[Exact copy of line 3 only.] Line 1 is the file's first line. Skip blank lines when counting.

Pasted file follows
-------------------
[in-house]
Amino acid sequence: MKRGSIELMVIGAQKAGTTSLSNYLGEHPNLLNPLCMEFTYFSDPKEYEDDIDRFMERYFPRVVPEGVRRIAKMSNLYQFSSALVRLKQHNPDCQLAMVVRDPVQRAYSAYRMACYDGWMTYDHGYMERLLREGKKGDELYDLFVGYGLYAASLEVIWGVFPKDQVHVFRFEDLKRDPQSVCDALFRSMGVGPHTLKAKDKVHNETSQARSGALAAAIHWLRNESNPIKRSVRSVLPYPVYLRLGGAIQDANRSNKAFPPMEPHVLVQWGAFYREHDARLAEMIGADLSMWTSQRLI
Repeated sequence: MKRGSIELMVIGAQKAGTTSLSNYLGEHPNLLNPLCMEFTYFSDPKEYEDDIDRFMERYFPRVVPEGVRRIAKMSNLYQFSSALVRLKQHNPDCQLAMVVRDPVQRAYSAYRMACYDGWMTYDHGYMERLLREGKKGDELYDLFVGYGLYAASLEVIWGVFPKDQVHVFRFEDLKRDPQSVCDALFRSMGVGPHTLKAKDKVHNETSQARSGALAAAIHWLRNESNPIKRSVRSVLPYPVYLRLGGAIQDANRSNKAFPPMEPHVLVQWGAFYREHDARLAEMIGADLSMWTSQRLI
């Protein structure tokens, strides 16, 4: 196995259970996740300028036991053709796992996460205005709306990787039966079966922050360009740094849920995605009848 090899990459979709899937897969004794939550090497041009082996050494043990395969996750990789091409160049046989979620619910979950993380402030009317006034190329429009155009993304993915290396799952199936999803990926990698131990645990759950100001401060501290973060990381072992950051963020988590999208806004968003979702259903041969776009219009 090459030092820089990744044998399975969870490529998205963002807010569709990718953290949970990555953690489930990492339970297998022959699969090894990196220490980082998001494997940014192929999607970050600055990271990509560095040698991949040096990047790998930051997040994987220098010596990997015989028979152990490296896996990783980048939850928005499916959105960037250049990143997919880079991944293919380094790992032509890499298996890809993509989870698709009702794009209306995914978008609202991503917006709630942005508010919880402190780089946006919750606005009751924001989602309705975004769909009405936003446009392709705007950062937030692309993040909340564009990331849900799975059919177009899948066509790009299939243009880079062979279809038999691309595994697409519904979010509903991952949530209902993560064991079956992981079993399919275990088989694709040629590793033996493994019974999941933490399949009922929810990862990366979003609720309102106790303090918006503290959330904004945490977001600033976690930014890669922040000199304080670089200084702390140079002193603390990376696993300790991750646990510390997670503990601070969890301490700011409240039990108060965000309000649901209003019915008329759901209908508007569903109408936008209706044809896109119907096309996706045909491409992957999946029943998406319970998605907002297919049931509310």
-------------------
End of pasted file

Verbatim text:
Repeated sequence: MKRGSIELMVIGAQKAGTTSLSNYLGEHPNLLNPLCMEFTYFSDPKEYEDDIDRFMERYFPRVVPEGVRRIAKMSNLYQFSSALVRLKQHNPDCQLAMVVRDPVQRAYSAYRMACYDGWMTYDHGYMERLLREGKKGDELYDLFVGYGLYAASLEVIWGVFPKDQVHVFRFEDLKRDPQSVCDALFRSMGVGPHTLKAKDKVHNETSQARSGALAAAIHWLRNESNPIKRSVRSVLPYPVYLRLGGAIQDANRSNKAFPPMEPHVLVQWGAFYREHDARLAEMIGADLSMWTSQRLI